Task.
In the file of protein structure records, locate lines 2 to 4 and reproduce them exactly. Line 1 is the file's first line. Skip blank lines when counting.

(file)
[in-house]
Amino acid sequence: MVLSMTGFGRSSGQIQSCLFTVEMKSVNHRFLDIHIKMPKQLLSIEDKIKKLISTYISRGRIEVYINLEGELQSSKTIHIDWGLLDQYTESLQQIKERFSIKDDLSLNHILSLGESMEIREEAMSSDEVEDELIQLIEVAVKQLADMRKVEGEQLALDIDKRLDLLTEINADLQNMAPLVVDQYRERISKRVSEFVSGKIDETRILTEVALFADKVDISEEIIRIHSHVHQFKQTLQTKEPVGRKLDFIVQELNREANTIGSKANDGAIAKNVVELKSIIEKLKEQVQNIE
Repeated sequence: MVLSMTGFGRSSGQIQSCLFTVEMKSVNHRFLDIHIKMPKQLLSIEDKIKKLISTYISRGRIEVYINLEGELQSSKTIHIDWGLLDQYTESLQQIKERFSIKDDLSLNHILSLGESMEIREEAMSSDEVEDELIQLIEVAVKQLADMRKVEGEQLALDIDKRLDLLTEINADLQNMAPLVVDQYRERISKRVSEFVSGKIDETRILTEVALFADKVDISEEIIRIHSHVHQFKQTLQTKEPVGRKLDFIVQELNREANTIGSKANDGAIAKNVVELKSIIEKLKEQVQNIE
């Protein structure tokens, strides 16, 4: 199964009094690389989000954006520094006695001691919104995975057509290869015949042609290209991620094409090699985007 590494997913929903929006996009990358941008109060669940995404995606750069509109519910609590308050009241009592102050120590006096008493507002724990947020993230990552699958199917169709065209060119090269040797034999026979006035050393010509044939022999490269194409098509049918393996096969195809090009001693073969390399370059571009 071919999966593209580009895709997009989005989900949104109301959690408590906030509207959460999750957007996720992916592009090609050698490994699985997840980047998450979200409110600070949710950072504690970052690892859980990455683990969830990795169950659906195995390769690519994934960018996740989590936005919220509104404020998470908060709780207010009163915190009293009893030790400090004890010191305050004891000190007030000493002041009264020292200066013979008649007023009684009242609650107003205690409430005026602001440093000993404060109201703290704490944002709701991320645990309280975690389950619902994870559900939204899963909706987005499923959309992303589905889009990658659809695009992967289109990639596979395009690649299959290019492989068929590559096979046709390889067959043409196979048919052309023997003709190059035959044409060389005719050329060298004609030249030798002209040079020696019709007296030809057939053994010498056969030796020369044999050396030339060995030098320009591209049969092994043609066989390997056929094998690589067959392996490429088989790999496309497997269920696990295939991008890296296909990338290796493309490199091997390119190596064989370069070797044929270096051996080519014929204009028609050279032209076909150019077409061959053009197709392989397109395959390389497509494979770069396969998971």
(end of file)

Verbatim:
Amino acid sequence: MVLSMTGFGRSSGQIQSCLFTVEMKSVNHRFLDIHIKMPKQLLSIEDKIKKLISTYISRGRIEVYINLEGELQSSKTIHIDWGLLDQYTESLQQIKERFSIKDDLSLNHILSLGESMEIREEAMSSDEVEDELIQLIEVAVKQLADMRKVEGEQLALDIDKRLDLLTEINADLQNMAPLVVDQYRERISKRVSEFVSGKIDETRILTEVALFADKVDISEEIIRIHSHVHQFKQTLQTKEPVGRKLDFIVQELNREANTIGSKANDGAIAKNVVELKSIIEKLKEQVQNIE
Repeated sequence: MVLSMTGFGRSSGQIQSCLFTVEMKSVNHRFLDIHIKMPKQLLSIEDKIKKLISTYISRGRIEVYINLEGELQSSKTIHIDWGLLDQYTESLQQIKERFSIKDDLSLNHILSLGESMEIREEAMSSDEVEDELIQLIEVAVKQLADMRKVEGEQLALDIDKRLDLLTEINADLQNMAPLVVDQYRERISKRVSEFVSGKIDETRILTEVALFADKVDISEEIIRIHSHVHQFKQTLQTKEPVGRKLDFIVQELNREANTIGSKANDGAIAKNVVELKSIIEKLKEQVQNIE
């Protein structure tokens, strides 16, 4: 199964009094690389989000954006520094006695001691919104995975057509290869015949042609290209991620094409090699985007 590494997913929903929006996009990358941008109060669940995404995606750069509109519910609590308050009241009592102050120590006096008493507002724990947020993230990552699958199917169709065209060119090269040797034999026979006035050393010509044939022999490269194409098509049918393996096969195809090009001693073969390399370059571009 071919999966593209580009895709997009989005989900949104109301959690408590906030509207959460999750957007996720992916592009090609050698490994699985997840980047998450979200409110600070949710950072504690970052690892859980990455683990969830990795169950659906195995390769690519994934960018996740989590936005919220509104404020998470908060709780207010009163915190009293009893030790400090004890010191305050004891000190007030000493002041009264020292200066013979008649007023009684009242609650107003205690409430005026602001440093000993404060109201703290704490944002709701991320645990309280975690389950619902994870559900939204899963909706987005499923959309992303589905889009990658659809695009992967289109990639596979395009690649299959290019492989068929590559096979046709390889067959043409196979048919052309023997003709190059035959044409060389005719050329060298004609030249030798002209040079020696019709007296030809057939053994010498056969030796020369044999050396030339060995030098320009591209049969092994043609066989390997056929094998690589067959392996490429088989790999496309497997269920696990295939991008890296296909990338290796493309490199091997390119190596064989370069070797044929270096051996080519014929204009028609050279032209076909150019077409061959053009197709392989397109395959390389497509494979770069396969998971």